A fest of Vultures a book by Josey Joseph

“The state-controlled company that provided the telephone is struggling to survive in one of the most profitable and vibrant telecommunication markets in the world.”

Why I picked this book?

I have read the book “The Silent Coup” by Josy Joseph and found it very informative and educative. The book, “A Feast of Vultures” was also on my reading list for quite some time as the subject is of my interest. Great investigative journalism by the author telling us how businesses are done in India. The role of fixers, middlemen, the Sarkari babus, the government, and the industrialists in setting up and running the businesses. To know more about how things work in India, I picked this up for reading.

The Book

“A Feast of Vultures” by investigative Journalist, Josy Joseph is a book that investigates the murky world of how things are done in India. Be it road construction in a village, electricity connection in a village household, or setting up a huge industry. What goes behind the scenes in the big world of industrialists, how deals are clinched in favor of one or the other? The role and power of middlemen who fix the big defense deals and despite being charged with wrongdoings they still are part of the game.

The statement at the top about BSNL is a case in point and makes you think and realize how come it is not doing well despite the growing market for telecommunications. And it is substantiated by what Noam Chomsky has to say about the standard technique of privatization.
The chapter “Battles for the Skies” deals in detail with the private airline industry, it will shock and surprise you how Naresh Goel of Jet Airways established his business. Similarly, a deep dive into the world of arms dealers and middlemen. The story of the Choudhrie brothers will give you a glimpse of the corrupt world of arms procurement.

“A foreign executive, who headed a fighter-manufacturing firm in India, said this of his time here: “I have worked around the world, but there is no market more complex and corrupt than India.” He was leaving the country for good, after unsuccessfully trying to win a major contract in the decade that he spent the country.”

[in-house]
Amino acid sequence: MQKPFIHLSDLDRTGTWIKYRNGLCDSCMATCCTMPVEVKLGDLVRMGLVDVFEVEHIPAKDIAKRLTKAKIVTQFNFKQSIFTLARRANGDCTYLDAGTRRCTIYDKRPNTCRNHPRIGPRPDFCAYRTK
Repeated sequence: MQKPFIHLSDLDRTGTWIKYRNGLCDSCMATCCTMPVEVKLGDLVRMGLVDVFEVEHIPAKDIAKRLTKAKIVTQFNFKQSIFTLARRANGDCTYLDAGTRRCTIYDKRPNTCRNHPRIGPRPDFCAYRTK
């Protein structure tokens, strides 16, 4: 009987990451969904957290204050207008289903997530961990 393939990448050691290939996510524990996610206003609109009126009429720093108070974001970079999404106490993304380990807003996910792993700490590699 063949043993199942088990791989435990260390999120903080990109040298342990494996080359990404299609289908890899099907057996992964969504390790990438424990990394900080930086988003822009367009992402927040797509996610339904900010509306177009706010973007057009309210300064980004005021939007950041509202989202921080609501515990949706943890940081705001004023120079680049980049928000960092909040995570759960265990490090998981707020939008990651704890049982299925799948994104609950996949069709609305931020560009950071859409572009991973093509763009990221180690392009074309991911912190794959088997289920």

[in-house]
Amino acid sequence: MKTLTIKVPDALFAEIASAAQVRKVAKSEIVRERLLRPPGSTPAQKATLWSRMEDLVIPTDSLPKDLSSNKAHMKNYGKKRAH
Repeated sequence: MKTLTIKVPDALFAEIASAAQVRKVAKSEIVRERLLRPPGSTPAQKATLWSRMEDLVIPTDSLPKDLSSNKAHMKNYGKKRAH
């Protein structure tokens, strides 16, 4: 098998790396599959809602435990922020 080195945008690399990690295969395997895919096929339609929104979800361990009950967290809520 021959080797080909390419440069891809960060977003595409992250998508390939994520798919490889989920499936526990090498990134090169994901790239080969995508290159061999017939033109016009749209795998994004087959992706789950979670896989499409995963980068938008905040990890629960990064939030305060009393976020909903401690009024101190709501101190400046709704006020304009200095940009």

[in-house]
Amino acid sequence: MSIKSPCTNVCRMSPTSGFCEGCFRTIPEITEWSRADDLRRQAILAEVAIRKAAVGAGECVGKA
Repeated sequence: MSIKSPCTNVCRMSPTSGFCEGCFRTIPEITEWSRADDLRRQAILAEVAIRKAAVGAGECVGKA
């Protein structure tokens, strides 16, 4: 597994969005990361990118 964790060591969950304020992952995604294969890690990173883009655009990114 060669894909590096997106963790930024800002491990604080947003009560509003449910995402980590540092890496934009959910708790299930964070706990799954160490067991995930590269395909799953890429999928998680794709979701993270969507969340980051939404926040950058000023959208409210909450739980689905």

Excerpt from the book

A section in the book “The Big League” is about the men and women who virtually run the country indirectly. The policies are made to suit their business requirements, and the ministers in the government are associated with these businessmen/women in one way or the other. The resources of the country are served to them on a plate keeping the rules and laws at stake. Be it the allocation of coal blocks, mining contracts, power projects, or national highways, taking for granted the environmental and pollution norms. Most of the business is done through bank loans on which many industrialists default and some even run away from the country.

“India’s mounting bank loan defaults is in itself a revolting and instructive manual about the elite. The second biggest bank loan defaulter after Kingfisher today is Winsome Diamond Group, which has failed to pay back a loan of over Rs 6500 crore. And where is its promoter Jatin Mehta now? He is in Singapore. Promoters of Deccan Chronicle newspaper submitted forged balance sheets to various banks to raise hundreds of crores of rupees, which was used to buy a cricket team and fancy cars.”
Excerpt from the book

A Feast of Vultures opens a portal for the common people to have a look at how things work in India. It documents how the country’s resources are plundered by the rich, the big business rivalries, and the corruption at every level of doing business which means profit for the richest of the rich at the cost of many of the citizens of the country.

About the Author
Josy Joseph is an award-winning investigative journalist. His stories have fostered public debate and continue to contribute to significant policy and systemic changes in India. Among the investigative stories he has published are the Adarsh Apartment scam, the Naval War Room Leak case, several aspects of the Commonwealth Games scandal, the 2G spectrum allocation scam, and other corrupt and nepotistic government decisions.

Our Verdict
A Feast of Vultures is a good read for everyone who wants to understand how things work behind the scenes. How so many murky deals are happening behind iron curtains, which none of us are aware of, and how these impact us. It is depressing and frustrating but at the same time an important read to understand the truths about India.

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